Is it any wonder, then, that a gentile may not serve as a posek, a halakhic decisor? It is one thing to serve as a halakhic reference, to direct people to existing rulings. Anyone who has studied halakhah can tell people what, for example, Mishnah Berurah says about a specific case. A computer can do this, as well. A person is better than a regular computer at understanding the nuances of a question and offering the appropriate reference source. An AI might be even better at this than a person, with perfect recall of a massive library. However, this is just about referencing past rulings.

Issuing a new halakhic ruling is not just about providing a reference — it is a religious activity. I suggest that only those within the religious community, only those who are part of the covenant and fulfill commandments, can create a halakhic reality by issuing a ruling. A Jewish man, and also a Jewish woman and even a Jewish child, fulfill commandments and take part in the halakhic process as consumers. Therefore, if qualified and in the right circumstances, they may also take part in the other end of the halakhic process as producers. A Jewish man, woman or child can serve as a posek (which is different from serving as a rabbi, as I discuss elsewhere). Someone outside the halakhic covenant cannot create a halakhic reality and therefore cannot serve as a posek. This would prevent someone from asking a gentile and, kal va-chomer, an AI for halakhic rulings.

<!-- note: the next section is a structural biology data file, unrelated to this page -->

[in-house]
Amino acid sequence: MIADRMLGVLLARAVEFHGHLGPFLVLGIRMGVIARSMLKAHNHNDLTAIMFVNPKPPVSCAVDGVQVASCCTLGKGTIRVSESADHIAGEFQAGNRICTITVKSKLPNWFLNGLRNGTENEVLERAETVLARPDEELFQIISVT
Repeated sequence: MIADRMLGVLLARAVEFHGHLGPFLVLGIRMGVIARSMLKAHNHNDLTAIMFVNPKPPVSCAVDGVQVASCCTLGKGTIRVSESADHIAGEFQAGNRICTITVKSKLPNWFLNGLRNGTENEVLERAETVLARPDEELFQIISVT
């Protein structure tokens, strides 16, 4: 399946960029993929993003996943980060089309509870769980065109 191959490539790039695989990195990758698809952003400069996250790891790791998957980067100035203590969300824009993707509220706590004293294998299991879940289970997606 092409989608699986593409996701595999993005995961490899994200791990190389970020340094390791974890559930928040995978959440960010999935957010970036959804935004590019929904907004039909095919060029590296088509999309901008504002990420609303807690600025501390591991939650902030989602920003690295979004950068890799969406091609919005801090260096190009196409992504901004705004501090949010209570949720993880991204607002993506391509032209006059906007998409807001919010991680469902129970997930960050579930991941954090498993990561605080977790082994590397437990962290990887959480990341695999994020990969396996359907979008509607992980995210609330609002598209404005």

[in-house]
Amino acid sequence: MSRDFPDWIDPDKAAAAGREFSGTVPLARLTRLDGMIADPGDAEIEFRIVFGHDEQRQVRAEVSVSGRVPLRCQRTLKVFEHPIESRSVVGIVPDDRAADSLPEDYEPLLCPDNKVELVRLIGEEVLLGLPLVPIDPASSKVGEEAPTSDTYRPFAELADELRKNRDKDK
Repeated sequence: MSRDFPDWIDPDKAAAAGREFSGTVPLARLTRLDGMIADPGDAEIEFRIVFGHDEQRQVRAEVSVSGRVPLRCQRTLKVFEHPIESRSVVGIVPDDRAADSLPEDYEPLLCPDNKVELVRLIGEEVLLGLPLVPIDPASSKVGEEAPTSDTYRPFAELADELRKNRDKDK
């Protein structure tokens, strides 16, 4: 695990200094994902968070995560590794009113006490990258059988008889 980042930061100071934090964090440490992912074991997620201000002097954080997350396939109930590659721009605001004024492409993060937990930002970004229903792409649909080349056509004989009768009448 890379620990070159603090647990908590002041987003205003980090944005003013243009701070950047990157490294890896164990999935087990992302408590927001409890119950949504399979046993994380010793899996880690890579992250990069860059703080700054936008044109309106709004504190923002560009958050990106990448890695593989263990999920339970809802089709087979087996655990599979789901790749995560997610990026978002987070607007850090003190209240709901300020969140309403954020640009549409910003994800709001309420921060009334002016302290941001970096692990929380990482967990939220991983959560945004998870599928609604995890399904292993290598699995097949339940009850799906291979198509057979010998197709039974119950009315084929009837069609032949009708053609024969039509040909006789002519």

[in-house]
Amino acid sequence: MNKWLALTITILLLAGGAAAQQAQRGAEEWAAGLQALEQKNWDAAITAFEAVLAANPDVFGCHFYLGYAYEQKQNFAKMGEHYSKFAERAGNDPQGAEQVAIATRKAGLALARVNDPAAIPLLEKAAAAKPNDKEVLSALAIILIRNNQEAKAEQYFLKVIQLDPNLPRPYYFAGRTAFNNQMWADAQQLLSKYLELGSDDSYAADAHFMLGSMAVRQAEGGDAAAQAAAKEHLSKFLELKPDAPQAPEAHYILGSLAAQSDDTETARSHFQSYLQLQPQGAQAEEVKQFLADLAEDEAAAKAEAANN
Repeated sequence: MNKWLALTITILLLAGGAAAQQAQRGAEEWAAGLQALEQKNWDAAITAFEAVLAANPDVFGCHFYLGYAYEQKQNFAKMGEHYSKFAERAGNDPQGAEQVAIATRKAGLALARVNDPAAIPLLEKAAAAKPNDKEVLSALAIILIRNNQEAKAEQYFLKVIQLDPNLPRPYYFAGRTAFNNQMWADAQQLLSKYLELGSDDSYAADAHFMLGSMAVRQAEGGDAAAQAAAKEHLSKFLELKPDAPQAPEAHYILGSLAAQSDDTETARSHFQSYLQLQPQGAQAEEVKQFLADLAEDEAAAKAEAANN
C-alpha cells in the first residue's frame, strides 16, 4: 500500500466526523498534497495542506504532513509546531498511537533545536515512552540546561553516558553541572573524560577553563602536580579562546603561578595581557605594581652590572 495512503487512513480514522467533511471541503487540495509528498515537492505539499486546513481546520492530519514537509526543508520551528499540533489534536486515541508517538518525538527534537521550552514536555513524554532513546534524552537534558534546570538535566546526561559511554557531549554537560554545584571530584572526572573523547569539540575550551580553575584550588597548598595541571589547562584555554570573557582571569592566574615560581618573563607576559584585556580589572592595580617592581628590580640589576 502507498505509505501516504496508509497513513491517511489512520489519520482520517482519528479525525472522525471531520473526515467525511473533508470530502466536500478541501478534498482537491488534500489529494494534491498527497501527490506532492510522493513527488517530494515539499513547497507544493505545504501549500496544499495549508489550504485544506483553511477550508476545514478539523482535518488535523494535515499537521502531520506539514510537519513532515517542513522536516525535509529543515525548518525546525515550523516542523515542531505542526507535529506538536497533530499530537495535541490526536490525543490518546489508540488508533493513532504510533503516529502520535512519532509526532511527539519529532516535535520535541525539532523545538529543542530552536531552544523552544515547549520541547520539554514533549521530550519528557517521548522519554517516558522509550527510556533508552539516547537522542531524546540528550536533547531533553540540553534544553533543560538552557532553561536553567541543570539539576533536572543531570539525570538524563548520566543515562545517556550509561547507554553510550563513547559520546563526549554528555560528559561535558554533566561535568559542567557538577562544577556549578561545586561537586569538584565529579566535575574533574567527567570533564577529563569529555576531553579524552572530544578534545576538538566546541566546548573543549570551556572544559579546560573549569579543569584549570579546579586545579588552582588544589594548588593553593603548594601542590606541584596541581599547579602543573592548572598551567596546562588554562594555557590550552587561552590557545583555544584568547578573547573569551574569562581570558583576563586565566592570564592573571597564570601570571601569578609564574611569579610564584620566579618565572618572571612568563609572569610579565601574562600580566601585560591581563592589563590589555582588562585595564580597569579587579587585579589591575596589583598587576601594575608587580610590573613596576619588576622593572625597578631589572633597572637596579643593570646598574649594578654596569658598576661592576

There is still room for AI in the halakhic process. An AI can serve the broader public as a halakhic reference for questions that have already been answered, directing people to the relevant texts and even providing them source sheets. An AI can also serve as a rabbi’s assistant, gathering relevant sources and proposing different approaches to answering a question. Ultimately, the posek will evaluate all the relevant texts and precedents, think through all the mitigating circumstances and personal considerations, weigh the halakhic and meta-halakhic issues involved, and deliver a halakhic ruling.

About Gil Student

Rabbi Gil Student is the Editor of, a leading website on Orthodox Jewish scholarly subjects, and the Book Editor of the Orthodox Union’s Jewish Action magazine. He writes a popular column on issues of Jewish law and thought featured in newspapers and magazines, including The Jewish Link, The Jewish Echo and The Vues. In the past, he has served as the President of the small Jewish publisher Yashar Books and as the Managing Editor of OU Press. Rabbi Student currently is serving his third term on the Executive Committee of the Rabbinical Council of America and also serves as the Director of the Halacha Commission of the Rabbinical Alliance of America. He serves on the Editorial Board of Jewish Action magazineand the Board of OU Press. He has published four English books, the most recent titled Search Engine volume 2: Finding Meaning in Jewish Texts -- Jewish Leadership, and served as the American editor for Morasha Kehillat Yaakov: Essays in Honour of Chief Rabbi Lord Jonathan Sacks.